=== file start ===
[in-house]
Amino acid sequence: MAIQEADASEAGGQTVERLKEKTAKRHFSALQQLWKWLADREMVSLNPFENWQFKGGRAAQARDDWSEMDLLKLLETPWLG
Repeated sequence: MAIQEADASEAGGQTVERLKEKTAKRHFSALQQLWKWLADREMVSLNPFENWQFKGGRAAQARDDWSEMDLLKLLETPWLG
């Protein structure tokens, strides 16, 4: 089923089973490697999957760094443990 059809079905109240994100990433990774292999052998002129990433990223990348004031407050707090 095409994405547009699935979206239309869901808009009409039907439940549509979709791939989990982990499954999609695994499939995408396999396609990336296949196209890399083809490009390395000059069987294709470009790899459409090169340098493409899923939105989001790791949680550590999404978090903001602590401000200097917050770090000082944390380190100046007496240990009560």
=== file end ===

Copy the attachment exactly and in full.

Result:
[in-house]
Amino acid sequence: MAIQEADASEAGGQTVERLKEKTAKRHFSALQQLWKWLADREMVSLNPFENWQFKGGRAAQARDDWSEMDLLKLLETPWLG
Repeated sequence: MAIQEADASEAGGQTVERLKEKTAKRHFSALQQLWKWLADREMVSLNPFENWQFKGGRAAQARDDWSEMDLLKLLETPWLG
């Protein structure tokens, strides 16, 4: 089923089973490697999957760094443990 059809079905109240994100990433990774292999052998002129990433990223990348004031407050707090 095409994405547009699935979206239309869901808009009409039907439940549509979709791939989990982990499954999609695994499939995408396999396609990336296949196209890399083809490009390395000059069987294709470009790899459409090169340098493409899923939105989001790791949680550590999404978090903001602590401000200097917050770090000082944390380190100046007496240990009560």